There are some changes to discuss with each of these products, including clock speeds and more importantly, pricing. Some are specific to a certain model, others are more universal (such as updated Eyefinity display support).
Let’s start with the R9 280X.
AMD Radeon R9 280X – Tahiti aging gracefully
The AMD Radeon R9 280X is built from the exact same ASIC (chip) that powers the previous Radeon HD 7970 GHz Edition with a few modest changes. The core clock speed of the R9 280X is actually a little bit lower at reference rates than the Radeon HD 7970 GHz Edition by about 50 MHz. The R9 280X GPU will hit a 1.0 GHz rate while the previous model was reaching 1.05 GHz; not much a change but an interesting decision to be made for sure.
Because of that speed difference the R9 280X has a lower peak compute capability of 4.1 TFLOPS compared to the 4.3 TFLOPS of the 7970 GHz. The memory clock speed is the same (6.0 Gbps) and the board power is the same, with a typical peak of 250 watts.
Everything else remains the same as you know it on the HD 7970 cards. There are 2048 stream processors in the Tahiti version of AMD’s GCN (Graphics Core Next), 128 texture units and 32 ROPs all being pushed by a 384-bit GDDR5 memory bus running at 6.0 GHz. Yep, still with a 3GB frame buffer.
A curious new driver from AMD
In case you missed the news, AMD is going to be making a big push with their Radeon brand from now until the end of the year starting with an incredibly strong game bundle that includes as many as three full games and 20% off the new Medal of Honor. The second part of this campaign is a new driver specifically the 12.11 beta that will be posted to the public later this week.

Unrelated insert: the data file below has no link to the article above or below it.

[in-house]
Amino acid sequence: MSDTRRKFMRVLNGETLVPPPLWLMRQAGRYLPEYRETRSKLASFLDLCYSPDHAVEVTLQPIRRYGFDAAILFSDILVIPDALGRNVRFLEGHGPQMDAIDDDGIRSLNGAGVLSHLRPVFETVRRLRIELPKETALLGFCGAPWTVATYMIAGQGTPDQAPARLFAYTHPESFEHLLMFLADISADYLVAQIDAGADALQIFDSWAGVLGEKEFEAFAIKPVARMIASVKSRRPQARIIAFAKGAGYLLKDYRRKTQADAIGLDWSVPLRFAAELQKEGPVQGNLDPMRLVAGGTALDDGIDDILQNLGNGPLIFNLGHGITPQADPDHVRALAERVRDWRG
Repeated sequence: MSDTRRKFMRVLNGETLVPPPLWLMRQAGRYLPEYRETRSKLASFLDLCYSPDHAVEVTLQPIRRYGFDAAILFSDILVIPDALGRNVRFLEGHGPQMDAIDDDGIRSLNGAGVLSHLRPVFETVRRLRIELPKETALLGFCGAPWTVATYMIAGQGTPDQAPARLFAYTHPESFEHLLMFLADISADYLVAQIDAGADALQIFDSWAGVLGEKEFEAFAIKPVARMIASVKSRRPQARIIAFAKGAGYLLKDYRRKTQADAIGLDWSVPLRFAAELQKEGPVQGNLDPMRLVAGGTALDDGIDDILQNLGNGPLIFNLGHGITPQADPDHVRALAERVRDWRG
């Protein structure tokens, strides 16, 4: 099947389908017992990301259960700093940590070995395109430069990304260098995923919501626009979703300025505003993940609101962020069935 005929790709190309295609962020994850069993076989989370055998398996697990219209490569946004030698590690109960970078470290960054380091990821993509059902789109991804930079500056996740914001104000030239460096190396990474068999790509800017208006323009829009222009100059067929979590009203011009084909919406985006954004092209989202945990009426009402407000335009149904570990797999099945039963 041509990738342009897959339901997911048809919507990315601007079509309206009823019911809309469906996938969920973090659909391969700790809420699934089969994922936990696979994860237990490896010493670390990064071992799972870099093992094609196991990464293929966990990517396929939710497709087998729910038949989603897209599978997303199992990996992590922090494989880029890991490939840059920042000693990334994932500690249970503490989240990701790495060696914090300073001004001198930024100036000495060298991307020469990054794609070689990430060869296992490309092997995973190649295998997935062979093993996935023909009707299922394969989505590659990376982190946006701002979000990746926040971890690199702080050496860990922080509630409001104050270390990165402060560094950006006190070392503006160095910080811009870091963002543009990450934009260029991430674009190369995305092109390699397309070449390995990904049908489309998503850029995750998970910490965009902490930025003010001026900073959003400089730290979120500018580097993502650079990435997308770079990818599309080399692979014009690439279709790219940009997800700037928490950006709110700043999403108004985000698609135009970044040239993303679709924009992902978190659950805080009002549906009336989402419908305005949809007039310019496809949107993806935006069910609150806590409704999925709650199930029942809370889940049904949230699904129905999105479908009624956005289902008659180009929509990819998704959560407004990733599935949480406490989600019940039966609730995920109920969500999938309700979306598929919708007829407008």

AMD is claiming to have made some substantial improvements on quite a few games including the very popular Battlefield 3 and the upcoming Medal of Honor (both of which use the same base engine). But keep in mind that 15% is a LOT and this is the best case scenario in specific maps and you may not see benefits on others.
There are going to be some debates about the validity of these performance boosts from AMD until we can get some more specific details on WHAT has changed. Essentially the company line is that they have finally "caught up" to the GCN GPU architecture introduced with the Radeon HD 7970 in January of 2012. We traditionally see this happen with new GPU architectures from both vendors but for it to have taken this long is troublesome and will surely cause some raised eyebrows from gamers and the competition.
We decided to run through the Radeon HD 7870 GHz Edition with this new 12.11 beta driver to compare it to the 12.9 beta driver we had just completed testing on a few weeks ago. AMD claims performance advantages for all the GCN cards including the 7700/7800/7900 cards though we only had time to test a single card for our initial article. The results are on the following pages...